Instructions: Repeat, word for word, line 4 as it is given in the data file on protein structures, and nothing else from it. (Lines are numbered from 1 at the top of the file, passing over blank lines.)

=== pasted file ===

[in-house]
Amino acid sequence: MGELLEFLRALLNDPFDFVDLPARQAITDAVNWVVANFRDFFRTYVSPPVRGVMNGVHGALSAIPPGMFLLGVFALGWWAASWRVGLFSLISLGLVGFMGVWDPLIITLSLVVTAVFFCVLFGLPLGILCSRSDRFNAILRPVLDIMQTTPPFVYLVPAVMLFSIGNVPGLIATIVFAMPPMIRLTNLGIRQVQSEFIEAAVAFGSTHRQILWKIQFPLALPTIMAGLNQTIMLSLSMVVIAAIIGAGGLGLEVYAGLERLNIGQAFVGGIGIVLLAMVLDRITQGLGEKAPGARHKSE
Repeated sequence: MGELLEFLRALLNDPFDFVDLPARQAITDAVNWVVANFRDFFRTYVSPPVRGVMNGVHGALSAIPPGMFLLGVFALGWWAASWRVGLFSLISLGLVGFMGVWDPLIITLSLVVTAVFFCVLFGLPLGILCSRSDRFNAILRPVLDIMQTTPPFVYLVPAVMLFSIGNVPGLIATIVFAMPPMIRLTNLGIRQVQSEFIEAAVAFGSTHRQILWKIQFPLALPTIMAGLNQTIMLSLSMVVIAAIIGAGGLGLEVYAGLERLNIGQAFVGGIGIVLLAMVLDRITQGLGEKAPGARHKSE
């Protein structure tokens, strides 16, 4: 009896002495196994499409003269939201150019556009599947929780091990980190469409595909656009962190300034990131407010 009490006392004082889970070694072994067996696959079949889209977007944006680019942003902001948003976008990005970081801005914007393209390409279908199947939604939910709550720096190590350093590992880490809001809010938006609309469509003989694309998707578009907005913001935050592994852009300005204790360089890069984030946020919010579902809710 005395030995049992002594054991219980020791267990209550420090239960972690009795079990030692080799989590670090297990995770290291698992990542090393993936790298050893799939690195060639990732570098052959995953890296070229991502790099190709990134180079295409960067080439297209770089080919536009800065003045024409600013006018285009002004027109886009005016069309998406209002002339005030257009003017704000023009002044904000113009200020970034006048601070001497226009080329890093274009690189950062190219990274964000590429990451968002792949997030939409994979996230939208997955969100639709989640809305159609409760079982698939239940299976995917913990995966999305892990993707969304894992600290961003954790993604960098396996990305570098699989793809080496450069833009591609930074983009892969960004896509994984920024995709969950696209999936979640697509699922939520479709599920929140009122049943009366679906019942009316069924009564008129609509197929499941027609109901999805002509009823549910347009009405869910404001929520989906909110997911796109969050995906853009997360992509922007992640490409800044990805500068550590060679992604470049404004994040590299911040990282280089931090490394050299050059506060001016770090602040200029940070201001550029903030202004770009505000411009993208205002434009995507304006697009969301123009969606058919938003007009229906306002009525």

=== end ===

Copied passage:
């Protein structure tokens, strides 16, 4: 009896002495196994499409003269939201150019556009599947929780091990980190469409595909656009962190300034990131407010 009490006392004082889970070694072994067996696959079949889209977007944006680019942003902001948003976008990005970081801005914007393209390409279908199947939604939910709550720096190590350093590992880490809001809010938006609309469509003989694309998707578009907005913001935050592994852009300005204790360089890069984030946020919010579902809710 005395030995049992002594054991219980020791267990209550420090239960972690009795079990030692080799989590670090297990995770290291698992990542090393993936790298050893799939690195060639990732570098052959995953890296070229991502790099190709990134180079295409960067080439297209770089080919536009800065003045024409600013006018285009002004027109886009005016069309998406209002002339005030257009003017704000023009002044904000113009200020970034006048601070001497226009080329890093274009690189950062190219990274964000590429990451968002792949997030939409994979996230939208997955969100639709989640809305159609409760079982698939239940299976995917913990995966999305892990993707969304894992600290961003954790993604960098396996990305570098699989793809080496450069833009591609930074983009892969960004896509994984920024995709969950696209999936979640697509699922939520479709599920929140009122049943009366679906019942009316069924009564008129609509197929499941027609109901999805002509009823549910347009009405869910404001929520989906909110997911796109969050995906853009997360992509922007992640490409800044990805500068550590060679992604470049404004994040590299911040990282280089931090490394050299050059506060001016770090602040200029940070201001550029903030202004770009505000411009993208205002434009995507304006697009969301123009969606058919938003007009229906306002009525």